Referring now to FIG. 3, an apparatus for automatically backing up data is illustrated. The apparatus 120, may be part of a system 100, 200 as described above, or may be a separate unit. The apparatus 120 includes a plurality of data cells 302. As discussed above, the data cells 302 are anything that is able to store data, including, but not limited to, volumes, tracks, logical unit numbers, control units, bits, bytes, and the like.

The apparatus 120 also includes a grouping module 118 configured to group one or more of the data cells 302 into a related group 304. In one embodiment, the group 304 is defined by a user. In another embodiment, the group 304 may be automatically defined by the system or apparatus according to one or more grouping algorithms. The data cells may be related by function, location, purpose, and the like. In one embodiment, the data cells are related simply at the discretion of a user to arbitrarily creates the relationship. The group may span one or more devices, systems, volumes, or locations.

In one embodiment, the group 304 is a consistency group 306. It will be appreciated by those of skill in the art that the consistency group 306 enables the creation of a consistent point-in-time copy for an application that uses data, which spans multiple volumes or systems. In one embodiment, the consistency group 306 may be designed to prevent initiation of a write I/O to the source volumes containing the group until completion of the copy of all the data in the group. It will further be appreciated by those of skill in the art that in this way, the apparatus 120 manages the consistency of dependent writes between the target and source storage devices.

The consistency group 306, in one embodiment, is a group of data cells 302 participating in relationships that need to keep the consistency of the logically related data that spans across them. In a production environment embodiment, the consistency group 306 may be the entire operating system, or self-contained subsets of the operating system that can be restored independently one from another.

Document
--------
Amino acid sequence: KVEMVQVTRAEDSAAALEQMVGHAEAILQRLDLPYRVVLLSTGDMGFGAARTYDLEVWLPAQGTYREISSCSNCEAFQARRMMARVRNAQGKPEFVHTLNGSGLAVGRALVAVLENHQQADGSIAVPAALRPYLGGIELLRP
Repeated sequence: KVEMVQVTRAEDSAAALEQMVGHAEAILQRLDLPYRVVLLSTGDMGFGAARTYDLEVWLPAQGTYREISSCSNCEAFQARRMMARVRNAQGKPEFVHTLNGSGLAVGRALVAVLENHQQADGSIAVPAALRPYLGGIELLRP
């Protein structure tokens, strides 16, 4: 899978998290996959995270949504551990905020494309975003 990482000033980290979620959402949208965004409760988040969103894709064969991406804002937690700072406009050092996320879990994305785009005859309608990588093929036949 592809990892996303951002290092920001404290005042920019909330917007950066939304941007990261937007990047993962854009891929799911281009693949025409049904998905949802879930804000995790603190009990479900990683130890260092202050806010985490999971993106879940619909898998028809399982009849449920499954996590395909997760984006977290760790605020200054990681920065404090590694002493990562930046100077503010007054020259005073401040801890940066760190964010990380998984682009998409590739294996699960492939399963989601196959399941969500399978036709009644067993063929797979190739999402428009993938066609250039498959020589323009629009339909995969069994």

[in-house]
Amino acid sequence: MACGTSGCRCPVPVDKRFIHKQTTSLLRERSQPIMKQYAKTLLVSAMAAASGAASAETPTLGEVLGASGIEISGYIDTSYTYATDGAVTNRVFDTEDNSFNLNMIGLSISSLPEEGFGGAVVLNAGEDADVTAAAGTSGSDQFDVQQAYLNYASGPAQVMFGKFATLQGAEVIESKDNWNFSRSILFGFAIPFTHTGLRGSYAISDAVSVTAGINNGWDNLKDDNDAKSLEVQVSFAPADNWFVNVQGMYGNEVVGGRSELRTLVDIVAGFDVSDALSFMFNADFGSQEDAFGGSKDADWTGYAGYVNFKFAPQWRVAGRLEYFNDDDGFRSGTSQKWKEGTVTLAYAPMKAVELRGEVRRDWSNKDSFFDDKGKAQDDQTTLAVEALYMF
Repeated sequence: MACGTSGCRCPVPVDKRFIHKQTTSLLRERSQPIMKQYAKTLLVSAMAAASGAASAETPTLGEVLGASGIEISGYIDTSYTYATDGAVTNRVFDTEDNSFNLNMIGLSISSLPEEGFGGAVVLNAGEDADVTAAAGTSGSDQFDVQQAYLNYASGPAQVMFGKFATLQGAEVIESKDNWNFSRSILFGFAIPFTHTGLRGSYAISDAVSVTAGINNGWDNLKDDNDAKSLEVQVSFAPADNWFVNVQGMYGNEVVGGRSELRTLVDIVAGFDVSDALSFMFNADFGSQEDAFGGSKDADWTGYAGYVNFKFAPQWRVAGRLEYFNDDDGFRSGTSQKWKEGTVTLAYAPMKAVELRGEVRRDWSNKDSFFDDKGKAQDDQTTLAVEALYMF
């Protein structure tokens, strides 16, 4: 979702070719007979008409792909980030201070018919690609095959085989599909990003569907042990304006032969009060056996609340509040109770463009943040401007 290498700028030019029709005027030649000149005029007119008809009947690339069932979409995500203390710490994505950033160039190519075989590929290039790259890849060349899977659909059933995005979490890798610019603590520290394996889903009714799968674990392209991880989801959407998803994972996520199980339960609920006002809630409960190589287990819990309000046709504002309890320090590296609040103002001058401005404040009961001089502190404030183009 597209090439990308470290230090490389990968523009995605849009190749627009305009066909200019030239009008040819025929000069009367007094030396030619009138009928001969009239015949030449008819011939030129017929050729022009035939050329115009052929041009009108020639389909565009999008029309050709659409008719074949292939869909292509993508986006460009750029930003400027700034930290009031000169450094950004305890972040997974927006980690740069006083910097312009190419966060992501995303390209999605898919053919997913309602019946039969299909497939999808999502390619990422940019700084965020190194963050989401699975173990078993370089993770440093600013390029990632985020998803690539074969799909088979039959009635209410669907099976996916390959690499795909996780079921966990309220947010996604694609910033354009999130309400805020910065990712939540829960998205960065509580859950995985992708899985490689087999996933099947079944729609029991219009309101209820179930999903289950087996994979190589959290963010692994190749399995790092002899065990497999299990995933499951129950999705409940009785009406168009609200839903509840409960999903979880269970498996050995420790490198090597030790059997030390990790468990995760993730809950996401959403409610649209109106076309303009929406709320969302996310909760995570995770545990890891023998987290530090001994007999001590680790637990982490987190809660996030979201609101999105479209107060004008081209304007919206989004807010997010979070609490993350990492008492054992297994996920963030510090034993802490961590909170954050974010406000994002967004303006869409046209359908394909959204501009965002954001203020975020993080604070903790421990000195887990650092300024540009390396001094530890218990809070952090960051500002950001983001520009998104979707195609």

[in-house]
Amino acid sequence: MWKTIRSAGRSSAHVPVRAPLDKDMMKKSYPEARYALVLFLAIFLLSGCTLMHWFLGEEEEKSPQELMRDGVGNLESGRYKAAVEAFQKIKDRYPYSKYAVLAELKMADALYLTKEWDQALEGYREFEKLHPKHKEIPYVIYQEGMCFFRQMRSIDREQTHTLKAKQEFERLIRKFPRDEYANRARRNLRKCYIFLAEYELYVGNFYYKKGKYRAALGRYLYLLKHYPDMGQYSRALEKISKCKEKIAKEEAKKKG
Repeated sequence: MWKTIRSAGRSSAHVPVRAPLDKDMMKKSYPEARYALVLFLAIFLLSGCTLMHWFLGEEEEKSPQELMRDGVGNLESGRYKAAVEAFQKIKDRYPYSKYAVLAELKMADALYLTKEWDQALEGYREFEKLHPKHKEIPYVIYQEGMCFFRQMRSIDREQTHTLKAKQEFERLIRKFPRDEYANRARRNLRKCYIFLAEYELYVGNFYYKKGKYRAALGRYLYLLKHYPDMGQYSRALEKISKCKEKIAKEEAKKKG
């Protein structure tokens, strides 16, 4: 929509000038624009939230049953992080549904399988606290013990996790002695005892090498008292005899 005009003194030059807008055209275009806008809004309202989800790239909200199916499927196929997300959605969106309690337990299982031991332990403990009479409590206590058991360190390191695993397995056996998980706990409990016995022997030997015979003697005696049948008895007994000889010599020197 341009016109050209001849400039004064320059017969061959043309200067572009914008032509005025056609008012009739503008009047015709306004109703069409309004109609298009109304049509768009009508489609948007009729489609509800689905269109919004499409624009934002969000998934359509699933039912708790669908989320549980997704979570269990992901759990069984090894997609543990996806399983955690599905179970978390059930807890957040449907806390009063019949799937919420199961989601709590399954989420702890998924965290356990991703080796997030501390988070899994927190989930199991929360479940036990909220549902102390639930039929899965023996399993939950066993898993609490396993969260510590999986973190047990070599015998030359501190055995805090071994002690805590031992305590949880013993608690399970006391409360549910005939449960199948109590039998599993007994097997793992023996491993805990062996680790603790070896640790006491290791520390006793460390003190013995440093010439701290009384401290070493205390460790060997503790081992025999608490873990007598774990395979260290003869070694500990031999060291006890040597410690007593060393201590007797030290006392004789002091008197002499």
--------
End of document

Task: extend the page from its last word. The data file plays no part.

The apparatus 120 includes a tracking module 220 to track activity on one or more data cells 308 in the group. It will be appreciated by those of skill in the art that such activity may include without limitation, writes, reads, changes in the date stamp of a particular data cell, other I/O activity, and the like. The predetermined data cells 308, may include entire volumes 310, or individual volume tracks 312. The data cells 302, 308 that are tracked by the tracking module 220 may be determined by the user, or by the system 100, 200 or apparatus 120. The data cells 308 may be all of the data cells 302 in the group 304, or some subset of the data cells 302 in the group 304.

The predetermined data cells 308 may include critical data that other data cells 302 in the group 304 rely heavily upon. In one embodiment, the data in the predetermined data cells includes a main data base table that is referenced or needed by the rest of the data base which may constitute the remainder of the group 304. In another embodiment, the predetermined data cells 308 may contain an application frequently used by functions, executables, or other structures, which may be stored in the remained of the data cells 302 that constitute the group 304.

In one embodiment, the tracking module 218 tracks activity on the data cells 302, 308 using bitmap technology. In another embodiment, the tracking module 218 uses software structures or data sets to keep track of the activity on the predetermined data cells 308. Where the group 304 consists of a database, and data cells 302 consists of database files, locally managed table spaces may use bitmaps to keep track of the free or used status of blocks in the database data files.

The apparatus 120 includes a backup module 222 for backing up the data stored in the group 304 of data cells 302 upon the occurrence of a predetermined triggering event identified by the tracking module 220. In one embodiment, the triggering event includes a change to the data residing on a predetermined data cell 308 in the group 304. This change may include a write, a change in the time stamp associated with the data, evidence of access to the data, and the like. Similarly, the trigging event may include a change to the data residing on a predetermined plurality of data cells 302 in the group 304. This configuration allows a user to specify that a data cell 302, or data cells 302, such as particular volume track or a number of volumes, will contain data important, or critical, to the user. The user may specify that the important data resides in the predetermined data cells 308. Thus, when there is a change to the critical data, the whole group 304 gets backed up at that instant, without having to wait for a scheduled data backup.